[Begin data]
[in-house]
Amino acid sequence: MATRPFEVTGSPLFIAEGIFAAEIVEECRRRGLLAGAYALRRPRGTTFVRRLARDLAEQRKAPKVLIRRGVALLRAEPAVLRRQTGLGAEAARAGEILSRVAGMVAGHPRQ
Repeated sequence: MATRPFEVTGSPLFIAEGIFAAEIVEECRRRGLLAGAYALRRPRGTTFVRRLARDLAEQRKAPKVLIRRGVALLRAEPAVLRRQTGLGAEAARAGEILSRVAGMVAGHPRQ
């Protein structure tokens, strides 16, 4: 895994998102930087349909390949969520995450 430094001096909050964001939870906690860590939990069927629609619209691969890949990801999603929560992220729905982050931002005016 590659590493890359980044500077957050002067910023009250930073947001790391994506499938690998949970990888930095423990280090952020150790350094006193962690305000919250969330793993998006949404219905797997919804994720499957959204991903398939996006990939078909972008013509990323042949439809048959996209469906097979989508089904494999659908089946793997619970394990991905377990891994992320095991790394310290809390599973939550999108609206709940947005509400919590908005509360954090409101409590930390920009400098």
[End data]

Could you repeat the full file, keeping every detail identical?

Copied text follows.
[in-house]
Amino acid sequence: MATRPFEVTGSPLFIAEGIFAAEIVEECRRRGLLAGAYALRRPRGTTFVRRLARDLAEQRKAPKVLIRRGVALLRAEPAVLRRQTGLGAEAARAGEILSRVAGMVAGHPRQ
Repeated sequence: MATRPFEVTGSPLFIAEGIFAAEIVEECRRRGLLAGAYALRRPRGTTFVRRLARDLAEQRKAPKVLIRRGVALLRAEPAVLRRQTGLGAEAARAGEILSRVAGMVAGHPRQ
């Protein structure tokens, strides 16, 4: 895994998102930087349909390949969520995450 430094001096909050964001939870906690860590939990069927629609619209691969890949990801999603929560992220729905982050931002005016 590659590493890359980044500077957050002067910023009250930073947001790391994506499938690998949970990888930095423990280090952020150790350094006193962690305000919250969330793993998006949404219905797997919804994720499957959204991903398939996006990939078909972008013509990323042949439809048959996209469906097979989508089904494999659908089946793997619970394990991905377990891994992320095991790394310290809390599973939550999108609206709940947005509400919590908005509360954090409101409590930390920009400098």